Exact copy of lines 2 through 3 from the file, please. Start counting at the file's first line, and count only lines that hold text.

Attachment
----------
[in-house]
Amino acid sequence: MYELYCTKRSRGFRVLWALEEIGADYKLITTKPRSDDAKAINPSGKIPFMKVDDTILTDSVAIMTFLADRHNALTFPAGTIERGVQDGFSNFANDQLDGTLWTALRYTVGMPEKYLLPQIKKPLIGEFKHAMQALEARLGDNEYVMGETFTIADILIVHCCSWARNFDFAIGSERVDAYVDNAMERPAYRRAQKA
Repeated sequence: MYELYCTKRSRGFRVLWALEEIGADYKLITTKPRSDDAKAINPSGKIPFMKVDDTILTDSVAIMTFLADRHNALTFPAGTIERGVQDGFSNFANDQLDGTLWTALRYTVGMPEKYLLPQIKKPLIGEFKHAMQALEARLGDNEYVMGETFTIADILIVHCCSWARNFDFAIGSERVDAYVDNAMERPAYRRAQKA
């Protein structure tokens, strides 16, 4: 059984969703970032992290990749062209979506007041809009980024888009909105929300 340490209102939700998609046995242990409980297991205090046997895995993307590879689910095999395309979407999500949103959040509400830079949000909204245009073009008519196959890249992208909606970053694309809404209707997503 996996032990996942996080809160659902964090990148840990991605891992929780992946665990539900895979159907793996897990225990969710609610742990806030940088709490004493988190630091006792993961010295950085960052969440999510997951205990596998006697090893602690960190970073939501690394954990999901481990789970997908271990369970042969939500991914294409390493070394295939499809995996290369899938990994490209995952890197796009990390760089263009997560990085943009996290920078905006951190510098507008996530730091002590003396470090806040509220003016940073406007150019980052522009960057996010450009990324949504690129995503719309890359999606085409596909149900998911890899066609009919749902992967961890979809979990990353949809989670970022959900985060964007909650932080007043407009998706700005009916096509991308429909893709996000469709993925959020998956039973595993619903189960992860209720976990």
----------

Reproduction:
Amino acid sequence: MYELYCTKRSRGFRVLWALEEIGADYKLITTKPRSDDAKAINPSGKIPFMKVDDTILTDSVAIMTFLADRHNALTFPAGTIERGVQDGFSNFANDQLDGTLWTALRYTVGMPEKYLLPQIKKPLIGEFKHAMQALEARLGDNEYVMGETFTIADILIVHCCSWARNFDFAIGSERVDAYVDNAMERPAYRRAQKA
Repeated sequence: MYELYCTKRSRGFRVLWALEEIGADYKLITTKPRSDDAKAINPSGKIPFMKVDDTILTDSVAIMTFLADRHNALTFPAGTIERGVQDGFSNFANDQLDGTLWTALRYTVGMPEKYLLPQIKKPLIGEFKHAMQALEARLGDNEYVMGETFTIADILIVHCCSWARNFDFAIGSERVDAYVDNAMERPAYRRAQKA